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A dangerous operation begins on the largest archipelago of the Canary Islands, where two daring souls devise a plan to hike Spain’s highest peak, Mount Teide, to find a seven-foot standing plant grown primarily in Tenerife that they hope will change the course of beer forever.

Unsure of the path that lies before them, Teresa Queipo and Joachim Zeisel plan a path through the base of the mountain and chart a trail through the arid, Mars-like region up-wards within the Las Cañadas caldera, a volcanic crater where the two hope to harvest a flowering plant into special Tenerife craft beer, never once before accomplished.

With aspirations set high, the two finish their notes and gather their hiking gear for a drive towards Teide Park, the eighth most visited national park in the world, with more than three million visitors each year. After a short drive, they arrive and unpack their belongings for what will most likely be their most daring hike yet.

Tenerife Beer Mount Tiede Canary Islands Spain

At the base of the mount, the two pass under large Canary Island pines and junipers that tower ahead and brush through bushes that grow underneath. Their plan to harvest Tenerife’s endemic plant, known in Spanish as Tajinaste, seems to be well on its way.

But a major problem remains: the biennial plant flowers in only its second year – often during spring and late summer – and once it flowers, it soon dies, leaving behind just a brittle skeleton of its former glory. Reaching the plant too late would mean ending their mission and having to wait another two years to conquer their dreams of brewing the herbal plant into Spanish beers. A monocarpic plant waits for no one – once it flowers, it’s gone for good, and so their journey continues even faster.

With the clock ticking and the summer sun cooling, the two aspiring brewers realize they must get to their destination quickly. The idea of missing out on harvesting the plant’s honey to brew into ales guides their steps quicker, as the two begin to pace faster through pine needles that litter the ground and through bushes that scrape and tear at their skin as they pass.

With sweat pouring and blood soaking, Queipo and Zeisel press finally through the middle slopes of Mount Teide and onwards towards the nearly void caldera, which sits some 2,000 meters above sea level. Mount Teide, at its highest point, stands nearly 4,000 meters high. They’re on their way, they know, but with a lot of ground to cover — and to cover quickly — they’ll have to pick up their pace if they’re to realize their dreams.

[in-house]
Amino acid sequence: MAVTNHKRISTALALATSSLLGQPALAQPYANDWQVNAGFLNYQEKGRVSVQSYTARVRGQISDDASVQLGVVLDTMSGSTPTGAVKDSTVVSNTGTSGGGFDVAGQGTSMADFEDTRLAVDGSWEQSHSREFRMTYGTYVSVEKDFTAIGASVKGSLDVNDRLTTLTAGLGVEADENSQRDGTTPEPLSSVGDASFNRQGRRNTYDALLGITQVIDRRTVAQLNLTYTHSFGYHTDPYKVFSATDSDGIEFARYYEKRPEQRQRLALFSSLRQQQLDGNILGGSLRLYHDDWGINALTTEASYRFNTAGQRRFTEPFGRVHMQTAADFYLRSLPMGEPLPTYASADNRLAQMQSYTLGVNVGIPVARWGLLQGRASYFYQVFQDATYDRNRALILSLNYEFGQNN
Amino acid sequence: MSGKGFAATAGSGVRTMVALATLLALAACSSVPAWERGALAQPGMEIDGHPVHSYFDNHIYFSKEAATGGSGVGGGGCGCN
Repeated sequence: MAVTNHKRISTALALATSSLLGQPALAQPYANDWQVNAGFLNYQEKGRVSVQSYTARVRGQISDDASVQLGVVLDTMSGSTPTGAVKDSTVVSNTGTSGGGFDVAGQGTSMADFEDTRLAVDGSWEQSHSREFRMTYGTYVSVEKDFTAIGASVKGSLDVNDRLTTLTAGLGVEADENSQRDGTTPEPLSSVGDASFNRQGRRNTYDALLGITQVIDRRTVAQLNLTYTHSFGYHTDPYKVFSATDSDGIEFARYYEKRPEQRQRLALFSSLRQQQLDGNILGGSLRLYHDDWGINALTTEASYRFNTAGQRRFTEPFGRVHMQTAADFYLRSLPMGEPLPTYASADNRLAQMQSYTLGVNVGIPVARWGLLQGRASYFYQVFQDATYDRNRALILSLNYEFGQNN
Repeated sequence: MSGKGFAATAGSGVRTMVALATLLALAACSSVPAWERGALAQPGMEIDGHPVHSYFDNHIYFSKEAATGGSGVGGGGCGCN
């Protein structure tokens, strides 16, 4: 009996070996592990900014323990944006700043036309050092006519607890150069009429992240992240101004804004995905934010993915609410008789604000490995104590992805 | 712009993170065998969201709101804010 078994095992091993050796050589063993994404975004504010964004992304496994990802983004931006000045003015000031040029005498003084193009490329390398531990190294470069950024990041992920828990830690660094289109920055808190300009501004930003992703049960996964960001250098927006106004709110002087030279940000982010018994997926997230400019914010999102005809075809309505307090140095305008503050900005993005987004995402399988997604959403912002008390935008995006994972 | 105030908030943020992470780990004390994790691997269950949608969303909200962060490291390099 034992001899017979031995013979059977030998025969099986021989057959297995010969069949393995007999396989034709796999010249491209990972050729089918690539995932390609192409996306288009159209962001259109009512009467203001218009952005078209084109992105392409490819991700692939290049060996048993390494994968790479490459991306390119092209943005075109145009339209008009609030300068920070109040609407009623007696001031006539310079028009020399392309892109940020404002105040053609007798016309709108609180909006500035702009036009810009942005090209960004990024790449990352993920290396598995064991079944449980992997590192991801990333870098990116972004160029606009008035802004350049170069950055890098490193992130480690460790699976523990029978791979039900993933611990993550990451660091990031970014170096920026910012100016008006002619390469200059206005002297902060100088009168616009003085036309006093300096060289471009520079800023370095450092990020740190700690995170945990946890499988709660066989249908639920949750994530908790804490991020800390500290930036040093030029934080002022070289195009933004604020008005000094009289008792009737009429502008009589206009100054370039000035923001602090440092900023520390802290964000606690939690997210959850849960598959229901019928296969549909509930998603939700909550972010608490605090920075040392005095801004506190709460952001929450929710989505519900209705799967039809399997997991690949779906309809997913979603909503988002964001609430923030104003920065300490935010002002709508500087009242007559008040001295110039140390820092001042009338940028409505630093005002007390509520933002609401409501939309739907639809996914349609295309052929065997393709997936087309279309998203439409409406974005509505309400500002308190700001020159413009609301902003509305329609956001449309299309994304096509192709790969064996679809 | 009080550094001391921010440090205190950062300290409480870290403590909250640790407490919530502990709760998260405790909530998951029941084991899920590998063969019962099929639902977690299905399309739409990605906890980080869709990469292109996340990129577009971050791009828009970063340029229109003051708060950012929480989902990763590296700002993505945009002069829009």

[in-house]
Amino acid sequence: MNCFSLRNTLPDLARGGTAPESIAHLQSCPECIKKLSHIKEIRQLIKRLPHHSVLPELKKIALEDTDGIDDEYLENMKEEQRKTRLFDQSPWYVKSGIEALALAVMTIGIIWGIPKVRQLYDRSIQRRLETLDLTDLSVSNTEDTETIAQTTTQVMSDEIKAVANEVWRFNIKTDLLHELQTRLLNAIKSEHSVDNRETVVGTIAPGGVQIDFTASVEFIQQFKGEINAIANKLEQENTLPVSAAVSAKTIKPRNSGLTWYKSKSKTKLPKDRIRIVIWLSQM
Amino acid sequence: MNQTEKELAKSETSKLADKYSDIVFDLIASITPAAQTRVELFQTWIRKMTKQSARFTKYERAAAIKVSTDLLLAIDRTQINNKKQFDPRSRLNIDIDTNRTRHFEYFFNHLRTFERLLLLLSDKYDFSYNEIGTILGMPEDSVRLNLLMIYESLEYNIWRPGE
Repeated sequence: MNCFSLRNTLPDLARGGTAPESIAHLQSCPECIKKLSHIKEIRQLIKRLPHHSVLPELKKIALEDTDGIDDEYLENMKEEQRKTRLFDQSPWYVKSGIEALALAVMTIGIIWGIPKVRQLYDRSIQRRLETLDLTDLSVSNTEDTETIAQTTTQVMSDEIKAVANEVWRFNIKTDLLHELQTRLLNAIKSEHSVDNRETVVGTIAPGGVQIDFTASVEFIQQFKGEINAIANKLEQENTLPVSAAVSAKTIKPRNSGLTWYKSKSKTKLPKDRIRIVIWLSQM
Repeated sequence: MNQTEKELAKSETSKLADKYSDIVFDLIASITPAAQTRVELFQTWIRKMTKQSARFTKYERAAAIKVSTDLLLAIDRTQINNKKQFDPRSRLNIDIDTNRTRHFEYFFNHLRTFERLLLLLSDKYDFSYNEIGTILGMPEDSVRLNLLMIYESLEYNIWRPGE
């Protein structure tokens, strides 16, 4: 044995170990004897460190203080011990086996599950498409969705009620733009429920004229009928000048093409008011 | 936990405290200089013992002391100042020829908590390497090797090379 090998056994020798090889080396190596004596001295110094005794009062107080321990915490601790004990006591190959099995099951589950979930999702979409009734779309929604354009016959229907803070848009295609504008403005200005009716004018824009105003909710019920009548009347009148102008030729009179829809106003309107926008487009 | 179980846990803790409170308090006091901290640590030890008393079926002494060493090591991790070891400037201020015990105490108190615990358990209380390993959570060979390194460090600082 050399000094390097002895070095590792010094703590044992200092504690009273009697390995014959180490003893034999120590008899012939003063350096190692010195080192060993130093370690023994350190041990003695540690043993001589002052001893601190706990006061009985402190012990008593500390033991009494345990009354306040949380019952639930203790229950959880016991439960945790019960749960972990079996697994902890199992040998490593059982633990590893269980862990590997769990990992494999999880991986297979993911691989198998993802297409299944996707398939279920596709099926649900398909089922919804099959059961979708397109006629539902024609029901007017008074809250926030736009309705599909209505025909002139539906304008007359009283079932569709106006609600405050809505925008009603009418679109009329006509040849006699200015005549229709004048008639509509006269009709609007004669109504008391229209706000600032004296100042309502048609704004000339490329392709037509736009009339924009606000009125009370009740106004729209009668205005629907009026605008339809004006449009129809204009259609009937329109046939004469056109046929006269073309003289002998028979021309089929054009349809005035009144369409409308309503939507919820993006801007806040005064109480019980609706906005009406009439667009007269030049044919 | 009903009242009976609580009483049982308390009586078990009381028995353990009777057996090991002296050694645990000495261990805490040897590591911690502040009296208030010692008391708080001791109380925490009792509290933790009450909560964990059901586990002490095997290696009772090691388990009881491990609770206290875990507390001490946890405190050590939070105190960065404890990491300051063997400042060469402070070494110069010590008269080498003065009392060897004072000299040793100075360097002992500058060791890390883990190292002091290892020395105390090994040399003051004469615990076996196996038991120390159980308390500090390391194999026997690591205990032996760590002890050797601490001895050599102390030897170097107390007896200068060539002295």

Leaving lush vegetation behind, the two look down upon the clouds and notice they’ve reached the halfway mark. They’re at the caldera, where thin air makes it difficult for them to catch their breath; the scorching sun blisters their uncovered skin; and the arid ground throws dust with each step forward.

Tenerife Beer Mount Tiede Canary Islands Spain

The two climbers continue their struggle to find the native plant nicknamed the Tower of Jewels, found primarily in the Canary Islands off the coast of Morocco, and known by its scientific name as Echium Wildpretii.

But at first sight, they notice nothing. Traces of what could have been their prized plant scatter the ground, leaving wasted remains here and there. But not a single healthy stalk of the herbal plant stands, so onwards they go.

It’s when they’re at their near breaking point that they spot a towering stem of green and red shoot high into the sky, a clear indication that they’ve found the ever impressive and still healthy Echium.

Tenerife Craft Beer - Echium

With plant in hand and spirits high, Queipo and Zeisel gather what they can from the plant and head back towards the base of the mount. They’re shaking from excitement and vocal about realizing their dreams, praising each other on the trek back to their car about the scrapes and bruises they endured during their trip.

It’s when, however, they reach their car that they notice that what they’ve gathered isn’t at all what they need. Brewing beers from the flowering honey can only be accomplished post fermentation, and is best produced when brewed high upon the mount. And so with legs aching in pain from hours of hiking, and backs bent in despair, brewmaster Zeisel and Tacoa brewery co-owner Queipo sit with head in hands at the base of the mount without a clue as to how to realize their dreams.

But like a bolt of lightning, Queipo and Zeisel gather their thoughts and rush not back up the mountain but towards their home to build a transportable, mini brewery set; equipment they’ll use high on the mount to brew 40 liters of medieval style beers, which include local herbs and contain no hops.

Tenerife Craft Beer Tacoa

Their goals of recreating beer with the native Echium plant soon materializes; and now, after establishing easier hiking routes past bushes that don’t scrape and setting up a mini-brewery set at the Parador Hotel high up the mount, Tacoa brewery owners Queipo and Zeisel brew medieval style beers with the flowering plant for beer enthusiasts in the Canary Islands and around the world, a testament that their epic trip back when the brewery first opened in 2001 proved to be more than successful.

Be sure to try one of eight Tacoa beers in Tenerife when you visit and follow the brewery on Facebook and Twitter.

Tenerife Craft Beer Photos by Shay Meinecke, Wikimedia, Aranzazu Barrenechea, Ilya Kazakov and Sven Vee

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